Massachusetts Taking First Steps to Allow Cannabis Clubs

It's not yet clear whether smoking will be allowed at Massachusetts cannabis clubs under the policy approved this week. (chabybucko/iStock)

Massachusetts, which became one of the latest states to legalize adult-use cannabis when voters passed Question 4 last year, could be one of the first to see on-premises consumption at state-licensed cannabis cafes.

The state Cannabis Control Commission on Monday unanimously approved a policy allowing the establishments, where patrons would be able to purchase cannabis products and consume them on site—just like a cocktail at a bar or a joint at an Amsterdam coffeeshop.

“The residents of Massachusetts need a legal place to consume marijuana other than their homes, because not everyone can consume at home,” Shaleen Title, the commissioner who authored the policy, told Leafly. “This allows people to consume marijuana products in a licensed, safe environment with trained staff.”

RELATED STORY
Massachusetts Names Legalization Advocate Shaleen Title to Commission

The commission is currently discussing other policies for the state’s forthcoming cannabis market. It’s slated to vote on draft regulations at the end of next week and publish them Dec. 29. Final regulations are due in mid-March, with businesses expected to open as soon as July 1, 2018.

“Our mission is to honor the will of the voters of Massachusetts,” Title said.

Under the proposed change, spas could apply for a license so a massage therapist could use cannabis-infused topicals.

Servers at cannabis cafes would need to be trained on how to identify customers who are too intoxicated, similar to what’s expected of bartenders. And like other states, Massachusetts will continue to keep alcohol and cannabis separate. Cannabis clubs won’t be able to serve booze.

It’s also unknown whether cannabis clubs would smoking. Title said the commission will likely appoint a working group to study issues related to indoor and outdoor combustion.

And while an earlier draft would have allowed patrons to bring cannabis grown at home or purchased elsewhere, Title said that provision was removed from the final motion approved by the board.

Title said the clubs would offer an opportunity for responsible cannabis consumers in Massachusetts to lead by example.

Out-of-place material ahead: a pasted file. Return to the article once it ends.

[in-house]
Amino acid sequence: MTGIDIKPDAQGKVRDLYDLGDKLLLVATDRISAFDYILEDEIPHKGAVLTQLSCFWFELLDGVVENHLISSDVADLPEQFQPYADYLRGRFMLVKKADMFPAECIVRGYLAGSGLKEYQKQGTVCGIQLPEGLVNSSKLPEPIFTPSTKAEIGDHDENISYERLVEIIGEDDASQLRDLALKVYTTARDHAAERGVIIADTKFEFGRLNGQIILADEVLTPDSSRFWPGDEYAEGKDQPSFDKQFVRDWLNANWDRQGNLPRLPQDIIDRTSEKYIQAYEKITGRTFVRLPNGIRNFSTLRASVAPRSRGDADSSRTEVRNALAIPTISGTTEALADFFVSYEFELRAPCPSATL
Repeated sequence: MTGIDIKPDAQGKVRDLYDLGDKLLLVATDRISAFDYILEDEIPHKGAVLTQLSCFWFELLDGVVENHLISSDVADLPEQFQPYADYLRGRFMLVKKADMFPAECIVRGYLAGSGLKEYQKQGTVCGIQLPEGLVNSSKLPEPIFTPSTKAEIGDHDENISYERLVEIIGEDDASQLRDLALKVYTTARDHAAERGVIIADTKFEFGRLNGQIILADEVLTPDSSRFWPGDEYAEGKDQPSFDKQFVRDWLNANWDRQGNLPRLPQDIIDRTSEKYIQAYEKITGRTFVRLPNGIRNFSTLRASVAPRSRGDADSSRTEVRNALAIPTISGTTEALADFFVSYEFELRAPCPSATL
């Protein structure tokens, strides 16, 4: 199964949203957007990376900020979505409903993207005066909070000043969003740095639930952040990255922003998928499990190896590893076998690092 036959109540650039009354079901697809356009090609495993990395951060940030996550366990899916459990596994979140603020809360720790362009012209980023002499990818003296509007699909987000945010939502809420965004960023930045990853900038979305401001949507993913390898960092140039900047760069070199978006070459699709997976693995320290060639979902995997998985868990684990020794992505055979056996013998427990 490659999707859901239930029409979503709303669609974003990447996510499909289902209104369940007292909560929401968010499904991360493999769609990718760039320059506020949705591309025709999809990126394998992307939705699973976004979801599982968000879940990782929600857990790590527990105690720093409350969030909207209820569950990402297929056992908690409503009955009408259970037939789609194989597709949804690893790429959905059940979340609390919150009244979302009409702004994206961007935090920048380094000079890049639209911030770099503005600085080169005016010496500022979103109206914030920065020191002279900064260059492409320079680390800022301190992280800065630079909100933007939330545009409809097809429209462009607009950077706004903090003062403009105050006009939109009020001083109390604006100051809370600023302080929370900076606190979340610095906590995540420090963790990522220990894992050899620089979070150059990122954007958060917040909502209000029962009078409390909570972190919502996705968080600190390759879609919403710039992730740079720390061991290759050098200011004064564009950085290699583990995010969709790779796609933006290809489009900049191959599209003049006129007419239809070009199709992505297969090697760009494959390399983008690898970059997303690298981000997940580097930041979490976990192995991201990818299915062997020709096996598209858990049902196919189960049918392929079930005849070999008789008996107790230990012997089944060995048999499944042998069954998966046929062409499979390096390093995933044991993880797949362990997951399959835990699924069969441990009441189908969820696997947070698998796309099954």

RELATED STORY
Massachusetts Towns Reject Cannabis Bans, Bucking Early Trend

“I think that with cannabis use, having been so underground as part of prohibition, it was something that had to be kept secret and as a result, there wasn’t as much opportunity for education and awareness and the sharing of information about responsible use, so that’s the part I’m excited about,” she told public radio station WBUR.

The policy shift would also open the door to other businesses using cannabis on site. In addition to “primary use” licenses that would allow social-use cannabis clubs, the plan would also offer a “mixed-use” license for businesses that make more than 50% of their revenue from other products or services and want to incorporate cannabis into their operations. Spas, for example, could apply for a license so a massage therapist could use cannabis-infused topicals. The commission lists movie theaters, restaurants, and yoga studios as other possible examples.

RELATED STORY
What Are Cannabis Topicals and How Do They Work?

Other jurisdictions have flirted with the notion of on-site cannabis consumption but have yet to see legal cafes open. Alaska, which legalized cannabis through a 2014 ballot initiative, has considered, reconsidered, and most recently postponed action that would allow the establishments to exist. Officials are set to take up the debate again next year.

In Colorado, where public consumption isn’t addressed under state law, Denver voters last year passed a bring-your-own-cannabis measure that allows on-site consumption at licensed businesses. The locations can’t sell cannabis, however, and licensees aren’t allowed to serve alcohol. The city received its first application last week, and a public hearing is expected within two to three months.


Editor’s note: This story has been updated and adds additional comments from the policy’s author, Commissioner Shaleen Title.